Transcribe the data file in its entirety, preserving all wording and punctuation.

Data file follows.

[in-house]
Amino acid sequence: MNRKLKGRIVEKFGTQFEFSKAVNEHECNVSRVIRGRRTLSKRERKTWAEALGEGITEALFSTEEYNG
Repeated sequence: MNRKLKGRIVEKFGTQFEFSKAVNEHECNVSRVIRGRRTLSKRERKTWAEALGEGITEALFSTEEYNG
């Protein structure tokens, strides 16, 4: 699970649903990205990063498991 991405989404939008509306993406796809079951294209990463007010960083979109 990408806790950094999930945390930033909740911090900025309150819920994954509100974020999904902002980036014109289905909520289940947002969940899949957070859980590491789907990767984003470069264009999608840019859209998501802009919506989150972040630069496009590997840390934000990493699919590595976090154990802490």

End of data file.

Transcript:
[in-house]
Amino acid sequence: MNRKLKGRIVEKFGTQFEFSKAVNEHECNVSRVIRGRRTLSKRERKTWAEALGEGITEALFSTEEYNG
Repeated sequence: MNRKLKGRIVEKFGTQFEFSKAVNEHECNVSRVIRGRRTLSKRERKTWAEALGEGITEALFSTEEYNG
């Protein structure tokens, strides 16, 4: 699970649903990205990063498991 991405989404939008509306993406796809079951294209990463007010960083979109 990408806790950094999930945390930033909740911090900025309150819920994954509100974020999904902002980036014109289905909520289940947002969940899949957070859980590491789907990767984003470069264009999608840019859209998501802009919506989150972040630069496009590997840390934000990493699919590595976090154990802490």